The skillfull employer of men will employ the wise man, the brave man, the covetous man, and the stupid man. — Sun Tzu

Richard of Jamestown - James Otis




The Leader Not Known

There could be no doubt but that Captain Kendall and Captain Martin both believed that when the will of the London Company was made known, it would be found they stood in high command; but there was in my heart a great hope that my master might have been named.

Yet when I put the matter to him in so many words, he treated the matter lightly, saying it could hardly be, else they had not dared to treat him thus shamefully.

However, it was soon to be known, if the commands of the London Company were obeyed, for now we had come to this new land of Virginia, and the time was near at hand when would be opened the box containing the names of those who were to be officers in the town we hoped soon to build.

As for myself, I was so excited it seemed impossible to remain quiet many seconds in one place, and I fear that my duties, which consisted only in waiting upon the prisoner, my master, were sadly neglected because of the anxiety in my mind to know who the merchants in London had named as rulers of the settlement about to be made in the new world.

One would have believed from Captain Smith's manner that he had no concern whatsoever as to the result of all this wickedness and scheming, for it was neither more nor less than such, as I looked at the matter, on the part of Captain Kendall and Captain Martin.

Here we were in sight of the new world, at a place where we were to live all the remainder of our lives, and he a prisoner in chains; but yet never a word of complaint came from his lips.



Contents

Front Matter
Review

Who I am
Left Alone in the World
An Idle Boy
Captain Smith Comes to London
Meeting Captain Smith
Captain Smith Speaks to Me
Plans of the London Company
The Vessels of the Fleet
How I Earned my Passage
When the Fleet Set Sail
The Voyage Delayed
Nathaniel's Story
We Make Sail Again
The First Island
Captain Smith Accused
Captain Smith a Prisoner
I Attend My Master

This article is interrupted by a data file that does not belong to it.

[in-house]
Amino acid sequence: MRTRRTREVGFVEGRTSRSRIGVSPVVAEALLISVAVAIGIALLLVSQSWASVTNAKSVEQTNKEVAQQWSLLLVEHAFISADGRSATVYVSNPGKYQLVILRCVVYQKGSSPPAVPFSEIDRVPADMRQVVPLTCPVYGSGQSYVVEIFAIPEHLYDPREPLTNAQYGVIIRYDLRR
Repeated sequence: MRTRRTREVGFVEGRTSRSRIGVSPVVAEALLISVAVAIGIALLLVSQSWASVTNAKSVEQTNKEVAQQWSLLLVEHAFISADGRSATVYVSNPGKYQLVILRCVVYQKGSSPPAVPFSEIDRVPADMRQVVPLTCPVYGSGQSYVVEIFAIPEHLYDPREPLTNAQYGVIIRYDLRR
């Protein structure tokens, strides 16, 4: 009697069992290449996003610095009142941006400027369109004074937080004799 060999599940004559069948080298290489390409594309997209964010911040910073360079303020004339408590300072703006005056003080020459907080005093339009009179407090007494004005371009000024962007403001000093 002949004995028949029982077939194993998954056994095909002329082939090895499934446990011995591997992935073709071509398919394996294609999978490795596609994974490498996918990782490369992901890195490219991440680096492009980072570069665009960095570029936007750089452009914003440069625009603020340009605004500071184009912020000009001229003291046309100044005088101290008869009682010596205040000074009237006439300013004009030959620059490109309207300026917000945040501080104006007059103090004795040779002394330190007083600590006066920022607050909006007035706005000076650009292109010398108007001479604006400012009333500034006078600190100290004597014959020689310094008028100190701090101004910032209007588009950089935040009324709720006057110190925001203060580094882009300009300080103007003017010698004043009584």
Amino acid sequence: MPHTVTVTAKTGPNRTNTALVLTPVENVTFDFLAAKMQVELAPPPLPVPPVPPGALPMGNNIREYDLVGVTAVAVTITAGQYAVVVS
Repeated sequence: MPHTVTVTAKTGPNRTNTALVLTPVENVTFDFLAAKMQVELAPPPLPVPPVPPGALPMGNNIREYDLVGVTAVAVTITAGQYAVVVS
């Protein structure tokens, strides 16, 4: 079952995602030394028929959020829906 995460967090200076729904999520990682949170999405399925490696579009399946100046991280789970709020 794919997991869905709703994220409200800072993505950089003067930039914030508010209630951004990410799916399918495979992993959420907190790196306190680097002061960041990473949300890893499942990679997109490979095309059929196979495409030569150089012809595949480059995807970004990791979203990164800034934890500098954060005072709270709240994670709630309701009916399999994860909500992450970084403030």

Several Islands Visited
A Variety of Wild Game
The Tempest
The New Country Sighted
The Leader Not Known
Arrival at Chesapeake Bay
An Attack by the Savages
Reading the Company's Orders
Captain Smith on the Council
Smith Remains Aboard
Exploring the Country
People Land from the Ships
Captain Smith Proven Innocent
We Who were Left Behind
Baking Bread without Ovens
Unequal Division of Labor
Building a Home of Logs
Keeping House
Lack of Cleanliness
Cave Homes
The Golden Fever
Ducks and Oysters
Roasting Oysters
Leaning to Cook
The Sweet Potato Root
A Touch of Homesickness
Master Hunt's Preaching
Neglecting the Future
Surprised by Savages
Strengthening the Fort
Sickness and Death
Smith Gains Authority
Disagreeable Discipline
Signs of Rebellion
Second Proclamation
Building a Fortified Village
Trapping Turkeys
A Crude Kind of Chimney
Cooking a Turkey
Candles or Rushlights
The Visit of Pocahontas
Captain Kendall's Plot
Death of Captain Kendall
Captain Smith's Expedition
An Exciting Adventure
Taken Before Powhatan
Pocahontas Begs for Smith
Captain Smith's Return
A New Church
Captain Newport's Return
Gold-Seekers
A Worthless Cargo
Condition of the Colony
Tobacco
Captain Newport's Return
Gazing at the Women
Hunt Brings Great News
Captain Newport's Instructions
The Story of Roanoke
The Crowning of Powhatan
Preparing for the Future
Stealing Company Goods
What the Thieving Led To
Fear of Famine
The Unhealthful Location
Gathering Oysters
Sturgeon for Food
Turpentine and Tar
Making Clapboards
Providing for Children
Dreams of the Future
A Plague of Rats
Treachery During Smith's Absence
Captain Smith's Speech
The New Laws
The Accident
Captain Smith's Departure
The "Starving Time"
Our Courage Gives Out
Abandoning Jamestown
Lord De la Warr's Arrival
The Young Planters